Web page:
In order to remain active, our body’s cells need oxygen. The respiratory system carries out this task through respiration, which is an involuntary process controlled by the respiratory centers found in the cerebral trunk.
It is activated by certain organs and structures such as the respiratory pathways or airways (nasal cavity, pharynx, larynx, trachea and bronchi) and the lungs.
After air reaches the lungs, the oxygen supply is transported by the blood in order to distribute it to all of the tissues in our body. At the same time, this system is in charge of expelling carbon dioxide from our body.
The main functions of the respiratory system are:
– Ventilation: the volume of the thorax changes depending on the muscle contractions that carry air into and out of the lungs.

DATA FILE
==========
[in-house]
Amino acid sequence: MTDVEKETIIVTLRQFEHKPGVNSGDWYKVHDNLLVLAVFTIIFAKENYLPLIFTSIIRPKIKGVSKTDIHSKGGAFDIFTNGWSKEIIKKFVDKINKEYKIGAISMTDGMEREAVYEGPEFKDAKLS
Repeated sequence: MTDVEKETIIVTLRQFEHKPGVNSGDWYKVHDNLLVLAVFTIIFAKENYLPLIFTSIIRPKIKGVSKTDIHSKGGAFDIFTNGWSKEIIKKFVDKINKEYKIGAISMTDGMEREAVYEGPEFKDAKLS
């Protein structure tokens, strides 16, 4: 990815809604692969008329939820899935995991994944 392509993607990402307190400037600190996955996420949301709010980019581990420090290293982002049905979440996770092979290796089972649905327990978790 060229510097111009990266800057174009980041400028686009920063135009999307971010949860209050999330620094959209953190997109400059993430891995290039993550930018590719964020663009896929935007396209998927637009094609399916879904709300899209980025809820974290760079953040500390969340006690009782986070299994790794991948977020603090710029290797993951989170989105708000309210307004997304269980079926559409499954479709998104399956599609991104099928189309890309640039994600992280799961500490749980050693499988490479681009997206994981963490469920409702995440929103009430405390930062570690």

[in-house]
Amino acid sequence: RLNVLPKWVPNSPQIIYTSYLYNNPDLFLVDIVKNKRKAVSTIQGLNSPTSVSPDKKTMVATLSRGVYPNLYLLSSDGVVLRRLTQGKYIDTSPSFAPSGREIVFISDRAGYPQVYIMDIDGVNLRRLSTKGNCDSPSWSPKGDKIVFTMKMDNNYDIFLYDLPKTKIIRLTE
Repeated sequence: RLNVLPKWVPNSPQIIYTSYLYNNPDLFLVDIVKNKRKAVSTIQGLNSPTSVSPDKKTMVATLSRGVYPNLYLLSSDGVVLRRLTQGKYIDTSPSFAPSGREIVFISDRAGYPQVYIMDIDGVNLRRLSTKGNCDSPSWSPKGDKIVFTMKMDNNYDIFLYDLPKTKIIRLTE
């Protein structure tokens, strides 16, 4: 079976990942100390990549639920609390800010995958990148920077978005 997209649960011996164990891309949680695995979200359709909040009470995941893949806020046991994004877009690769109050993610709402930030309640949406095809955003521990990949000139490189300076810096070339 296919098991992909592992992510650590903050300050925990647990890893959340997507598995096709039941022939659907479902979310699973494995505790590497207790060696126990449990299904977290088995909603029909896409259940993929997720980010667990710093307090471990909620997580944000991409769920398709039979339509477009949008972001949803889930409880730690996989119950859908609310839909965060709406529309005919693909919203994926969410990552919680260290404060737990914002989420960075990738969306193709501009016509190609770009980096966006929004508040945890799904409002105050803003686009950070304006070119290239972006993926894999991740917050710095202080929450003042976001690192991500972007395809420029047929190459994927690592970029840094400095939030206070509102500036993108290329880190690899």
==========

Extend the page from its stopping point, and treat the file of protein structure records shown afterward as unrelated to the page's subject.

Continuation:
– External respiration: the oxygen that enters our lungs passes on to the blood. On the other hand, carbon dioxide (which is produced by the cells) goes the opposite way; it goes from the inside to the outside of our body.
– Internal or cellular respiration: it is the exchange of gases that takes place between blood and tissues, a process responsible for the chemical changes that release energy and carbon dioxide (it passes from the cells to the blood).
Respiratory pathways are a set of organs (nasal cavity, pharynx, larynx, trachea and bronchi) that carry air to the lungs. Inside, they are coated by a layer of epithelial tissue (made up of very close-knit cells that barely have any intercellular substance between them, which protects the body from injuries and infections) and respiratory mucus. The function of this mucus is keeping the air that enters the lungs at the right temperature and humidity level.
Two different kinds of cells can be found on the surface of this tissue: mucosa, which produce and transport mucus towards the entrance of the airways, and cilia cells, which have cilia, tiny hairs that are in constant motion, managing to clean the surface of the lungs and removing particles stuck to the mucus.